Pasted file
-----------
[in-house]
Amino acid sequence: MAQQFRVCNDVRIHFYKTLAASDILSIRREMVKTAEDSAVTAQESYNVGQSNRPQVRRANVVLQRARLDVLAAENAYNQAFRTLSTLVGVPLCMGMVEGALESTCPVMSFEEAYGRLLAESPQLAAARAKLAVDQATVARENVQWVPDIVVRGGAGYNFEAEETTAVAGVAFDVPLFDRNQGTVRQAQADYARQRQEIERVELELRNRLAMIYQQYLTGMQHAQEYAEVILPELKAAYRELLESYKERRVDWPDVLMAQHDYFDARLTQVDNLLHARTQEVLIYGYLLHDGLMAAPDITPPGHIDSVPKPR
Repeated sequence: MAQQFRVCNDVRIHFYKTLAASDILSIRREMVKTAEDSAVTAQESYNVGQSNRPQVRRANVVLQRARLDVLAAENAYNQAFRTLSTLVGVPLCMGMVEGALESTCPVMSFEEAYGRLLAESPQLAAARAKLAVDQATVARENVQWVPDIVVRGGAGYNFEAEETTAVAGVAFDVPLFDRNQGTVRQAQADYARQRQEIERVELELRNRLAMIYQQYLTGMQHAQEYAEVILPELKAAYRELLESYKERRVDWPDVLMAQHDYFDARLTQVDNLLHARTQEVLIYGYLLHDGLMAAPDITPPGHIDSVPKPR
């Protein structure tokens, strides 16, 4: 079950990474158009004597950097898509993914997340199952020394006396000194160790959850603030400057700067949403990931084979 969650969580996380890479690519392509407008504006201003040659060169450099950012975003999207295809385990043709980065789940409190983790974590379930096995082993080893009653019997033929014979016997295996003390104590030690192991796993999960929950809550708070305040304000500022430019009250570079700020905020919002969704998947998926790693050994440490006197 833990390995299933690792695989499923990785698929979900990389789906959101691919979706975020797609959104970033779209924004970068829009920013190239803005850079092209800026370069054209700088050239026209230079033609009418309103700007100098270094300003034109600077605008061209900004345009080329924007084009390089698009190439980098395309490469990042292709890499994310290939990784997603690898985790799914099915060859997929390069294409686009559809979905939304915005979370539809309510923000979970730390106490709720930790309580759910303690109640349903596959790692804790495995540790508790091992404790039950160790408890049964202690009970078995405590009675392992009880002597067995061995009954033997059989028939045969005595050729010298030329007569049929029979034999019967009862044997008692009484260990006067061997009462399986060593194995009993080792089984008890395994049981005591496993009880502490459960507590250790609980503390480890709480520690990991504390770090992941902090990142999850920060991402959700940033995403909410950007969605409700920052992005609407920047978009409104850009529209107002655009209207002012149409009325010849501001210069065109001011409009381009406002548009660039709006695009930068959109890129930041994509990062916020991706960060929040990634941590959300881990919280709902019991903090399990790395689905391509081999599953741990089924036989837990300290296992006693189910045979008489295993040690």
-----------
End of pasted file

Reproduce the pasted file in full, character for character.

[in-house]
Amino acid sequence: MAQQFRVCNDVRIHFYKTLAASDILSIRREMVKTAEDSAVTAQESYNVGQSNRPQVRRANVVLQRARLDVLAAENAYNQAFRTLSTLVGVPLCMGMVEGALESTCPVMSFEEAYGRLLAESPQLAAARAKLAVDQATVARENVQWVPDIVVRGGAGYNFEAEETTAVAGVAFDVPLFDRNQGTVRQAQADYARQRQEIERVELELRNRLAMIYQQYLTGMQHAQEYAEVILPELKAAYRELLESYKERRVDWPDVLMAQHDYFDARLTQVDNLLHARTQEVLIYGYLLHDGLMAAPDITPPGHIDSVPKPR
Repeated sequence: MAQQFRVCNDVRIHFYKTLAASDILSIRREMVKTAEDSAVTAQESYNVGQSNRPQVRRANVVLQRARLDVLAAENAYNQAFRTLSTLVGVPLCMGMVEGALESTCPVMSFEEAYGRLLAESPQLAAARAKLAVDQATVARENVQWVPDIVVRGGAGYNFEAEETTAVAGVAFDVPLFDRNQGTVRQAQADYARQRQEIERVELELRNRLAMIYQQYLTGMQHAQEYAEVILPELKAAYRELLESYKERRVDWPDVLMAQHDYFDARLTQVDNLLHARTQEVLIYGYLLHDGLMAAPDITPPGHIDSVPKPR
């Protein structure tokens, strides 16, 4: 079950990474158009004597950097898509993914997340199952020394006396000194160790959850603030400057700067949403990931084979 969650969580996380890479690519392509407008504006201003040659060169450099950012975003999207295809385990043709980065789940409190983790974590379930096995082993080893009653019997033929014979016997295996003390104590030690192991796993999960929950809550708070305040304000500022430019009250570079700020905020919002969704998947998926790693050994440490006197 833990390995299933690792695989499923990785698929979900990389789906959101691919979706975020797609959104970033779209924004970068829009920013190239803005850079092209800026370069054209700088050239026209230079033609009418309103700007100098270094300003034109600077605008061209900004345009080329924007084009390089698009190439980098395309490469990042292709890499994310290939990784997603690898985790799914099915060859997929390069294409686009559809979905939304915005979370539809309510923000979970730390106490709720930790309580759910303690109640349903596959790692804790495995540790508790091992404790039950160790408890049964202690009970078995405590009675392992009880002597067995061995009954033997059989028939045969005595050729010298030329007569049929029979034999019967009862044997008692009484260990006067061997009462399986060593194995009993080792089984008890395994049981005591496993009880502490459960507590250790609980503390480890709480520690990991504390770090992941902090990142999850920060991402959700940033995403909410950007969605409700920052992005609407920047978009409104850009529209107002655009209207002012149409009325010849501001210069065109001011409009381009406002548009660039709006695009930068959109890129930041994509990062916020991706960060929040990634941590959300881990919280709902019991903090399990790395689905391509081999599953741990089924036989837990300290296992006693189910045979008489295993040690």